Fall leaf color this year has been a bit of dud, to my eyes. Even the reliable red maple seems to be going through the motions — a little flash of crimson, a slice of orange, a bit of lemon, hold the zest.
This retreat creates one difficulty. I tell people that if they are selecting specimen trees and shrubs for their end-of-season color, as they should, it pays to look at individual plants at the nursery. There is a great deal of variability, even between clonal varieties, and if such-and-such witch hazel is supposed to have a blazing orange display, you might want to see that it does before deciding to live with it.
Besides witch hazels, the Japanese and native maples are singular in their color, along with other autumn stars such as sumacs, black and sweet gums, hickories and persimmons.
This year’s subdued show, obviously, may veil a young tree’s full beauty. But if you are itching for a tree — and now is still a great time to plant one — don’t wait for a banner fall to stick it in.
It is good to have such quiet years because they make the standout autumns of vermilion and gold all the more precious.
Undoubtedly, there are biological reasons for a muted show: too many gray skies in October, or nights that stayed too warm. I prefer a more fantastic idea, that the trees are protesting the way we treat them.
In my Tree Paradise, the operative command — to humans, not trees — would be “stop,” as in:
Stop mutilating trees to make them fit their space.
Stop this strange practice of mounding mulch against the base of a tree.
Stop believing that there are only five or so trees you can plant.
Stop using “landscapers” who are too unimaginative or unresourceful to find better tree varieties.
Stop craving instant bulk and effect.
Phew, I feel so much better now.
The difficulty arises when we merely regard tree planting as a solution to a problem. It is good to plant a tree to provide screening and shade and to shelter and feed wildlife, but first we must find it beautiful so that we do right by it.
Two big books about trees have recently crossed my desk: They are both out of Britain but quite different in their scope. “The New Sylva,” written by Gabriel Hemery and illustrated by Sarah Simblet, revisits a seminal book on trees by the 17th-century polymath John Evelyn. There are many quotations from the original, including the cogent observation that the odor of boxwood is forgiven for the utility of its wood. Fewer possessions are made of boxwood today, but it is still valued for its close-grain density and beauty. Or as Evelyn put it: “So hard, close and pondrous as to sink like lead in water.” I might add that the aroma is also worth it for its ornament and, to some nostrils, for the aroma.
“New Sylva” bespeaks a cultural relationship with the tree that may be missing in other societies and has to do with the way trees are permitted to grow old in Britain — as in centuries old — and the way they inhabit a seamless terrain between close-set garden, park and countryside. You don’t have to drive for hours in the United Kingdom to be in the company of ancient and soul-stirring trees; you can find them while trudging home from the supermarket.
The second book, “The Glory of the Tree,” is by Noel Kingsbury and photographer Andrea Jones. They venerate trees from around the world, in temperate, Mediterranean and tropical climates.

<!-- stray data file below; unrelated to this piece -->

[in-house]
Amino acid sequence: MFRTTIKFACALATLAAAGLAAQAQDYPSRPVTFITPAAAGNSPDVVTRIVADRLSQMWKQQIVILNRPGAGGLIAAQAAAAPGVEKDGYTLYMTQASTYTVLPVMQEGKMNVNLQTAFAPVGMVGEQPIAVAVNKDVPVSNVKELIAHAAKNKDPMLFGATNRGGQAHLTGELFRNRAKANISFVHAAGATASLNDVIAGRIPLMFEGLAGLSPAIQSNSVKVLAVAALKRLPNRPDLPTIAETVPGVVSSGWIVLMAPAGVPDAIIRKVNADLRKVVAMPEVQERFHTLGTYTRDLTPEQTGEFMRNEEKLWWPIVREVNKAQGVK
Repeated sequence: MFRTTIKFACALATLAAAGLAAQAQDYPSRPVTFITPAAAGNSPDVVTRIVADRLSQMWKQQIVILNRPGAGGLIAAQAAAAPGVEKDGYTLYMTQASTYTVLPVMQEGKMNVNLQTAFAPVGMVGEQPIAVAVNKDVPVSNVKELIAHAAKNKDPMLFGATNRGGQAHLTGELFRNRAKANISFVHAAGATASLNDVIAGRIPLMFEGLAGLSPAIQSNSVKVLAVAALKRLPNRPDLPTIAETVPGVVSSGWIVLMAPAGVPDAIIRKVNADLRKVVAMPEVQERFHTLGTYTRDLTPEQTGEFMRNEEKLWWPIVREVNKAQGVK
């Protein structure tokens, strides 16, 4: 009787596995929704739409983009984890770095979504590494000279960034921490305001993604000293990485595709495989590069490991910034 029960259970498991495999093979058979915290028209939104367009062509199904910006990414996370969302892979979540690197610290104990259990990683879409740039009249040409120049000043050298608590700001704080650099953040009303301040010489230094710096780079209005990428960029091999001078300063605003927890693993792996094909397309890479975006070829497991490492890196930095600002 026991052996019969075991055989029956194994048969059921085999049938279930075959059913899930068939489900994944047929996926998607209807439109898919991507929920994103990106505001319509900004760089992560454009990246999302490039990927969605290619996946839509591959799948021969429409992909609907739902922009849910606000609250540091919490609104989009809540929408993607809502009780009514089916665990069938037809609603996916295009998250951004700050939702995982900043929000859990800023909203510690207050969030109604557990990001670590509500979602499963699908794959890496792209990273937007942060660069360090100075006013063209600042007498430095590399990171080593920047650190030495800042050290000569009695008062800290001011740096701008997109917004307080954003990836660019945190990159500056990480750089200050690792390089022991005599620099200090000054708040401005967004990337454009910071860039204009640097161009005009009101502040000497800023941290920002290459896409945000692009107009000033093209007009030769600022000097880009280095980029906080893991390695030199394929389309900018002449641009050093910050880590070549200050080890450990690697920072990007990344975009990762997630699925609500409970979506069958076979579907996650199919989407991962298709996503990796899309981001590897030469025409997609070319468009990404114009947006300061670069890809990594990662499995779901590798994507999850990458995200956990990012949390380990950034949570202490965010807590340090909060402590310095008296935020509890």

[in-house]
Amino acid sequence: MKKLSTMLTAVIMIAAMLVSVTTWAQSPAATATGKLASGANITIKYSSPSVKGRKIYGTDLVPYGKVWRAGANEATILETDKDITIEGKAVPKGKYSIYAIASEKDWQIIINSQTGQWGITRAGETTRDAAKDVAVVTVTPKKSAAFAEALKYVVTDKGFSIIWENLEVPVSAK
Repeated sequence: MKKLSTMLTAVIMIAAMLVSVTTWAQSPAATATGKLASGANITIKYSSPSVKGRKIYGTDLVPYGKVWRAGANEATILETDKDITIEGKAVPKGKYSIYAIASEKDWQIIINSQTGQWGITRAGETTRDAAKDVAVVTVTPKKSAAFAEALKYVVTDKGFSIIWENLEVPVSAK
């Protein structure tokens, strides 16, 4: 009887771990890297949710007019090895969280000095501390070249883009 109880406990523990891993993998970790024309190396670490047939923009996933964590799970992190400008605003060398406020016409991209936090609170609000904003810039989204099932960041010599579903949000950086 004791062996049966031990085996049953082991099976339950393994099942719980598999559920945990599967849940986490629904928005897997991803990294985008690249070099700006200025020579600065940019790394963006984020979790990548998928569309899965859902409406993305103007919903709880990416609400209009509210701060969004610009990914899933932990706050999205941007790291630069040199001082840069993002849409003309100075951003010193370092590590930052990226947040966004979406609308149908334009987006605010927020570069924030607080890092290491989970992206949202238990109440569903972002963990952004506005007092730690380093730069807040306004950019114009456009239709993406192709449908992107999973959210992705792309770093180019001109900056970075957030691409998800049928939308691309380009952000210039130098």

There is a powerful image of a yew tree that inhabits an estate in Scotland named Dundonnell House. It must be 40 feet tall and 50 feet across, and it is pegged at 2,000 years old.
Trees are gregarious things, the stuff of forests, but as the subjects in both of these books they are generally drawn or photographed in isolation. This elevates them to portraiture, which is a good way to think about planting a tree. Place it where it will have space around it. This may mean picking a smaller tree, perhaps a choice variety of crab apple or flowering cherry (can we try something other than Yoshino and Kwanzan?) or a redbud or flowering dogwood. Why don’t we plant more red buckeyes, or the sweetbay magnolia, or the sometimes fickle Franklin tree? What happened to the green and Washington hawthorns, small trees with spring blossoms and persistent red berries? Medlars make interesting small trees — gnarled, broad and full of character, as well as edible fruit.
If you have the room, why not plant handsome oaks that are often overlooked, such as the swamp white oak, the chestnut oak or the black oak? There is a coarse appeal to another native tree, the larger Indian bean tree, considered by some a littering weed, but Jones has photographed a specimen with an uncommonly beautiful and broad silhouette and smothered in blooms of orchid-like pizazz.
Not all tree plantings have to be so precious; it’s fine to plant a screen or, if you wish, a whole garden of trees such as the McCrillis Gardens in Bethesda. Just don’t crowd them or pick fast-growing, weak-wooded species for the sake of quick coverage.
When I was visiting the new native plant meadow at Longwood Gardens in Kennett Square, Pa., recently, an abiding image was the woodland ridge that framed it. It seemed old but was planted about three decades ago, and I’m sure it looked pretty full a decade or more earlier.
We live in a warm, wet part of the world where trees naturally grow quickly; they are not held back by lack of rainfall, desert soils or constant wind.
But if you want to be far-sighted, you could follow the example of Huw Crompton, the landscape architect behind a 15-acre plantation of boxwood north of London, installed for the express purpose of providing authentic material for baroque woodwinds. It should be ready for harvest, Hemery tells us, by the middle of the next century.
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